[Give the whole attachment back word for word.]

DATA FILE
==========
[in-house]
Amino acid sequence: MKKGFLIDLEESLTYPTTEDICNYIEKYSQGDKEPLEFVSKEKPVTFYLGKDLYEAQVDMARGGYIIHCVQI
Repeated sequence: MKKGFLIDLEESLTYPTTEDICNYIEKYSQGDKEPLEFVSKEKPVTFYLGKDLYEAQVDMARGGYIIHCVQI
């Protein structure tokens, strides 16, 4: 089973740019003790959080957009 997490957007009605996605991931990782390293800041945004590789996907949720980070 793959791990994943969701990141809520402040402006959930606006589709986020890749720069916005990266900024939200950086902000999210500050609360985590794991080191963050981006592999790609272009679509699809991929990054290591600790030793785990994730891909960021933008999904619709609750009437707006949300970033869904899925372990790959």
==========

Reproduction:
[in-house]
Amino acid sequence: MKKGFLIDLEESLTYPTTEDICNYIEKYSQGDKEPLEFVSKEKPVTFYLGKDLYEAQVDMARGGYIIHCVQI
Repeated sequence: MKKGFLIDLEESLTYPTTEDICNYIEKYSQGDKEPLEFVSKEKPVTFYLGKDLYEAQVDMARGGYIIHCVQI
């Protein structure tokens, strides 16, 4: 089973740019003790959080957009 997490957007009605996605991931990782390293800041945004590789996907949720980070 793959791990994943969701990141809520402040402006959930606006589709986020890749720069916005990266900024939200950086902000999210500050609360985590794991080191963050981006592999790609272009679509699809991929990054290591600790030793785990994730891909960021933008999904619709609750009437707006949300970033869904899925372990790959």